Palestinian president vows to thwart Trump peace plan

Palestinian President Mahmoud Abbas has said he fears that the US is planning a proposal that would offer the Palestinians limited statehood in the Hamas-controlled Gaza Strip and some autonomy in parts of the Israeli-occupied West Bank. (AP)
Updated 29 October 2018
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Palestinian president vows to thwart Trump peace plan

RAMALLAH: Palestinian president Mahmoud Abbas on Sunday again vowed to oppose any peace proposal by US President Donald Trump as PLO officials met to consider their next moves.
Speaking at the opening of a rare meeting of the Palestinian Liberation Organization’s central council, Abbas said Palestinians were facing perhaps the “most dangerous stage” in their history, highlighting a series of controversial measures taken by Trump including recognizing Jerusalem as Israel’s capital.
Abbas has boycotted Trump’s administration since that December decision, though the US president’s team is still expected to release a peace plan in the coming months.
Abbas compared the expected Trump proposal to the 1917 Balfour Declaration, which saw the British government commit to the creation of a state for Jews in historic Palestine.
“If the Balfour Declaration passed, this deal will not pass,” he pledged.
The US has also cut hundreds of millions of dollars in aid for Palestinians, with Trump angered by Abbas’s refusal to meet with him or members of his administration.
He has called on Abbas to negotiate, but Palestinian leaders say they are being blackmailed to accept Trump’s terms, which they see as blatantly biased in favor of Israel.
“They are still talking about the deal of the era, and that they will present it after a month or two,” Abbas added, saying Trump’s actions amounted to imposing a deal unilaterally.
The Palestinian leader also renewed his support for salaries for families of Palestinians killed or jailed by Israel.
Israel brands the payments for families of those who have carried out anti-Israel attacks as encouraging “terrorism,” and the United States has also criticized them.
Palestinians see those jailed or killed while carrying out attacks as fighting Israel’s ongoing occupation.
“The salaries of our martyrs and prisoners are a red line,” Abbas said.


Explosion in north Syria targets Al-Qaeda gunmen, kills 11

Updated 17 min 40 sec ago
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Explosion in north Syria targets Al-Qaeda gunmen, kills 11

  • The Britain-based Syrian Observatory for Human Rights and Smart news agency, an activist collective, said the blast occurred on the southern edge of the rebel-held city of Idlib
  • The Observatory said 11 people were killed in the blast, including seven HTS members. Smart said 12 people were killed, many of them militants

BEIRUT: An explosion outside an office belonging to an Al-Qaeda-linked group in northwestern Syria on Friday killed at least 11 people and wounded several others, opposition activists said.
The blast comes a week after members of the Al-Qaeda-linked Hayat Tahrir Al-Sham, Arabic for Levant Liberation Committee, or HTS, took over control of wide parts of Idlib province and the surrounding countryside after forcing rival insurgents to accept a deal for a civil administration run by HTS in their areas.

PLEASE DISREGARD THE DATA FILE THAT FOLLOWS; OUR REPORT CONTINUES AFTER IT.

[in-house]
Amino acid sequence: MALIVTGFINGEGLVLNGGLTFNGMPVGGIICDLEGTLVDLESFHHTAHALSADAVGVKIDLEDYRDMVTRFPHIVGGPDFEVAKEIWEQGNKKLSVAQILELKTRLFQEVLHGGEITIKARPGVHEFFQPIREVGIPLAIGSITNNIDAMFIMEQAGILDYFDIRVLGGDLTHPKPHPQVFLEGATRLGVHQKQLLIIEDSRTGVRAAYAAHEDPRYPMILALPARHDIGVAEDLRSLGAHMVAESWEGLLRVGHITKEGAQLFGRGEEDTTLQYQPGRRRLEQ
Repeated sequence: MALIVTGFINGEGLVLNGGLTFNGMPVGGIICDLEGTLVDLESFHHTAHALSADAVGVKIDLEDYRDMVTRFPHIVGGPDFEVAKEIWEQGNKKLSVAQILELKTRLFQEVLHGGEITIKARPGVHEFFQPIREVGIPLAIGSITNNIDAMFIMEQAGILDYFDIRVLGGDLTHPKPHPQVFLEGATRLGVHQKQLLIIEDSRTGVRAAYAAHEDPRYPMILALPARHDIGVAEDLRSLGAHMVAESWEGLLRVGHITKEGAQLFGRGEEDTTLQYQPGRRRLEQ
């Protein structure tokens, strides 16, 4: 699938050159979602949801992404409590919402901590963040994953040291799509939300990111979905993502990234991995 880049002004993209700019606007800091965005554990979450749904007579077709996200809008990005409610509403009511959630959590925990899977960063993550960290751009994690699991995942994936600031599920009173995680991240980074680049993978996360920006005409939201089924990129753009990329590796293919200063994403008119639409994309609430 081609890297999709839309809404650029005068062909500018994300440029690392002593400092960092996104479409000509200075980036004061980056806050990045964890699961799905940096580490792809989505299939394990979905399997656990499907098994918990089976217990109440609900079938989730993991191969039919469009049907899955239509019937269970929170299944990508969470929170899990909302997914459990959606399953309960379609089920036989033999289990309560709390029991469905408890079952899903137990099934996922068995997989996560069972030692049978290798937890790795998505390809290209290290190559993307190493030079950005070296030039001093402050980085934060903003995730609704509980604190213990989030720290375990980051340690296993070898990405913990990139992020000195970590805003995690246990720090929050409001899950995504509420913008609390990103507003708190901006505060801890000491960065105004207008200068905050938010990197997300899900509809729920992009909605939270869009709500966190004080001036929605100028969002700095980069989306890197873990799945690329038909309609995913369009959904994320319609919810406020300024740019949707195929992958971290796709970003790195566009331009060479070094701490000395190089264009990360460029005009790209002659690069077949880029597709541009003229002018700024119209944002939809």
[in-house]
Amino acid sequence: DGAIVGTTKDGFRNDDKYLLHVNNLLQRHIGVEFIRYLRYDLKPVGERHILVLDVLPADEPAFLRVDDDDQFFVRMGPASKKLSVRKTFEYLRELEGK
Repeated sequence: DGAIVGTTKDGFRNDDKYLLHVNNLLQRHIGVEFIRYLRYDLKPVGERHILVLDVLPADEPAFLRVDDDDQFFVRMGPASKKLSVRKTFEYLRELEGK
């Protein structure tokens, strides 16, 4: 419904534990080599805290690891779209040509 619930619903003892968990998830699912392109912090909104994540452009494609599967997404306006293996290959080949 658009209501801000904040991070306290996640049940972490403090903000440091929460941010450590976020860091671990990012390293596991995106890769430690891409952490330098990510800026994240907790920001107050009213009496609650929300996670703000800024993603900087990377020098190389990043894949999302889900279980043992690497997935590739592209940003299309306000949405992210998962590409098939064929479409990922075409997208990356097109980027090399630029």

The Britain-based Syrian Observatory for Human Rights and Smart news agency, an activist collective, said the blast occurred on the southern edge of the rebel-held city of Idlib.
The Observatory said 11 people were killed in the blast, including seven HTS members. Smart said 12 people were killed, many of them militants.
In the country’s east, an airstrike in the last area held by Daesh killed at least 20 people.
State news agency SANA said 20 people were killed in the airstrike on the Daesh-held village of Baghouz, while the Observatory said 23 people were killed including 10 IS members.
They both blamed the US-led coalition that has been providing air cover to the Kurdish-led Syrian Democratic Forces in their monthslong offensive to capture the area from extremists near the Iraqi border.
The SDF has intensified its offensive over the past weeks on the Daesh-held area.
Meanwhile in Turkey, President Tayyip Erdogan met with US Republican Senator Lindsey Graham to discuss the situation in Syria as the United States prepares to withdraw troops.
Graham, a prominent voice on foreign affairs in the US, met with Erdogan and other Turkish officials Friday for talks that were also expected to include a proposal for the creation of a “safe zone” in northeast Syria.
The visit comes days after a suicide bombing, claimed by Daesh, killed two US service members and two American civilians in the northeastern town of Manbij.
Graham has said he is concerned that US President Donald Trump’s troop withdrawal announcement had emboldened Daesh militants and created dangerous uncertainty for American allies.
The Pentagon identified three of the four Americans killed in the suicide bomb attack in Manbij — Army Chief Warrant Officer 2 Jonathan R. Farmer, 37, of Boynton Beach, Florida, who was based at Fort Campbell, Kentucky; Navy Chief Cryptologic Technician (Interpretive) Shannon M. Kent, 35, from upstate New York and based at Fort Meade, Maryland; and a civilian, Scott A. Wirtz, from St. Louis.
The Pentagon hasn’t identified the fourth casualty, a civilian contractor.